The political agenda continues to be dominated by Coronavirus and the Government’s mishandling of the pandemic: the failing test & trace system, the lack of support for so many self-employed people, and the scandalous PPE procurement process to name just a few. I spoke about some of these issues when I was a guest on the BBC’s Politics Live programme.
Moving from lockdown to Covid restriction tiers
The end of lockdown saw Brighton and Hove placed in Tier 2, allowing some re-opening but leaving the hospitality sector in limbo – technically able to re-open in limited ways with tight restrictions on the number of people pubs and restaurants could serve, yet unable to furlough staff. The support on offer falls far short of what so many of them need to survive so I continue to press Government to do more for struggling businesses.
The new tiers followed a vote in the House of Commons, when the Government asked MPs to approve a Covid package which denies vital support for businesses and binds us into lifting restrictions at Christmas, regardless of the infection rate at that time – a move which scientists believe will lead to a sharp spike in infections in the New Year, potentially necessitating another lockdown. I could not support this plan, but defeating the Government would mean risking no Covid restrictions at all. So I decided to abstain and continue to fight for greater support. I set out the reasons for my decision on my website.
Questioning the Health Secretary
I am concerned that the consequences of lifting most Covid restrictions over the Christmas period has not been properly thought through by ministers. I have tried to find out what modelling has been done to estimate the likely rise in infections resulting from the 5-day restrictions “holiday”, both by tabling a written question to ministers and by challenging the Health Secretary in the Commons. Judging from Matt Hancock’s reply, there hasn’t been any – or he is refusing to share the results. You can see our exchange here.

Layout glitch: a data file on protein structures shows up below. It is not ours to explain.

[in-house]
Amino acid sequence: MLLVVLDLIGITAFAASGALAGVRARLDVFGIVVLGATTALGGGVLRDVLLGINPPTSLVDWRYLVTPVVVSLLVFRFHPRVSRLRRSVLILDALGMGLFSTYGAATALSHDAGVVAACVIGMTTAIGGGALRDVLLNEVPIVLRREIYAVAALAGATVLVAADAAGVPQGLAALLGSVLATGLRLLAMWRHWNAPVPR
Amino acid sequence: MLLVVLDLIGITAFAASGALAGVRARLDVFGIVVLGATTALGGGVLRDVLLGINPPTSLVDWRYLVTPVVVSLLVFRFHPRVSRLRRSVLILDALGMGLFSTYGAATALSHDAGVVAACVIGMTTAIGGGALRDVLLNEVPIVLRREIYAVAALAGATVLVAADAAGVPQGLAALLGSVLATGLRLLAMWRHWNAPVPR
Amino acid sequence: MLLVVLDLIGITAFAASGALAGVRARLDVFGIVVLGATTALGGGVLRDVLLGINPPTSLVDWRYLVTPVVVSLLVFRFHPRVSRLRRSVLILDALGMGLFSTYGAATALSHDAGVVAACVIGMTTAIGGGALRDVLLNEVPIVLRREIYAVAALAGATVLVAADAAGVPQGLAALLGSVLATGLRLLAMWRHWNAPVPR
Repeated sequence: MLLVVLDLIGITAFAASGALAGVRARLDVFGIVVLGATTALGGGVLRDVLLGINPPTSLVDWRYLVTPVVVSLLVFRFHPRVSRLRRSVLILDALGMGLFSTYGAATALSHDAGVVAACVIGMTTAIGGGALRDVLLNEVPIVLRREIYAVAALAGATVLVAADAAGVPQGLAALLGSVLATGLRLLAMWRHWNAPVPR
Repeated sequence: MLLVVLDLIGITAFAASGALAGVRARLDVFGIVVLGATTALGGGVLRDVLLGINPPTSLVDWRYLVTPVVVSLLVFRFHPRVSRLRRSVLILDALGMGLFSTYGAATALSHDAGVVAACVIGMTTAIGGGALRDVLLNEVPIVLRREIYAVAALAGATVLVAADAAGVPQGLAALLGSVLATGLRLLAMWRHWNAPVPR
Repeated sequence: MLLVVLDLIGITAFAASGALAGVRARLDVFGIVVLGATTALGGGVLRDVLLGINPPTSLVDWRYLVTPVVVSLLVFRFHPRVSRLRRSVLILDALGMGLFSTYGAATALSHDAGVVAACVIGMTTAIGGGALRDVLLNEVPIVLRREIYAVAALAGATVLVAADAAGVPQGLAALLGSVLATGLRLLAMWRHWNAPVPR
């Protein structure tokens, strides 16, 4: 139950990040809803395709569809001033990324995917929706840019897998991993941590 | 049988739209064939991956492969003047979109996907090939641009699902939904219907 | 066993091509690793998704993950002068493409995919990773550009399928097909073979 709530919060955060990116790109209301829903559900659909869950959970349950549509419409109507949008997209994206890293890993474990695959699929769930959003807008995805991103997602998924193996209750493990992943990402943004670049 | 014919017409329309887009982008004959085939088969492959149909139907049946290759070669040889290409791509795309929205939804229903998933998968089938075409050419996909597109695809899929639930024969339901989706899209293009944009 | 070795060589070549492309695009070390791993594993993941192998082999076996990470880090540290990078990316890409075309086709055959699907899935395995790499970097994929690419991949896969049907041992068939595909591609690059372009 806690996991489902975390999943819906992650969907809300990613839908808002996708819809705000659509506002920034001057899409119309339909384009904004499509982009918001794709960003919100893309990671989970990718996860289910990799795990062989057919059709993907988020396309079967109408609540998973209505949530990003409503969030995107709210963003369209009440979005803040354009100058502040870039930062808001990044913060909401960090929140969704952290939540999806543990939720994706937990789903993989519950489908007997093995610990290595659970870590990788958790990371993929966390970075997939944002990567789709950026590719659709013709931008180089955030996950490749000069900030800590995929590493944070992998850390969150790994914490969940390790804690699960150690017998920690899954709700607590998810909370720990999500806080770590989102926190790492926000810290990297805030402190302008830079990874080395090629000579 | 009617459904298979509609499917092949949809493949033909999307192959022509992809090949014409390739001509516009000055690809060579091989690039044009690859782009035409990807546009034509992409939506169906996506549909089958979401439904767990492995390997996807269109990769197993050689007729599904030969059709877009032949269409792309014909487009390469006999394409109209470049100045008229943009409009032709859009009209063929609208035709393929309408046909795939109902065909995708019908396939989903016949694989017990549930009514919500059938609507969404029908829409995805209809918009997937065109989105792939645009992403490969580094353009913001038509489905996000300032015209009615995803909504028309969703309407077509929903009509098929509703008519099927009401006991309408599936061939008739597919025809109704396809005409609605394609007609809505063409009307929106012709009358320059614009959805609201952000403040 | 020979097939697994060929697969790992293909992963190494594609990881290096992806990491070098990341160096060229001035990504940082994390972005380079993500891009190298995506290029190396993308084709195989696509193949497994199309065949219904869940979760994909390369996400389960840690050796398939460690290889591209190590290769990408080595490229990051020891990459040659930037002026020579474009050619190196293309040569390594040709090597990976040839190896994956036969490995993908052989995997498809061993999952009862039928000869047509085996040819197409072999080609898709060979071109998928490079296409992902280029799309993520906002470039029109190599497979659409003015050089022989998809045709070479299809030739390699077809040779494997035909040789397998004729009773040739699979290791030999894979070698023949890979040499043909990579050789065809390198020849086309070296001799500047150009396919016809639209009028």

Learning lessons from the Covid crisis
As a member of the all-party group on Coronavirus, I have been hearing from a wide range of voices over the last few months - epidemiologists, scientists, local leaders, patients and their families - about the lessons we need to be learning from the handling of the pandemic. We have just published our report, with 44 recommendations ranging from the very specific to the operational.
The foremost recommendation is that we urgently need a UK-wide exit strategy that recognises that by saving people’s lives, we also safeguard jobs and the economy. We recommend too that the Government empowers and funds local authorities to take over the track and trace operation, and recognises the unequal impact that Covid has had on our society so that we emerge from this crisis more united and more resilient. You can read the report here.
Covid in Brighton and Hove
I continue to stay in close contact with local public health leaders about their response to the virus in our city. Most recently, I was given a briefing on how the Covid vaccination programme would be rolled out locally.
I also had a (virtual) meeting with the Chief Executive of the Sussex Community Foundation Trust about the tremendous work her teams have been doing with health teams across Sussex, and the challenges ahead as winter approaches.
The Chancellor’s Spending Review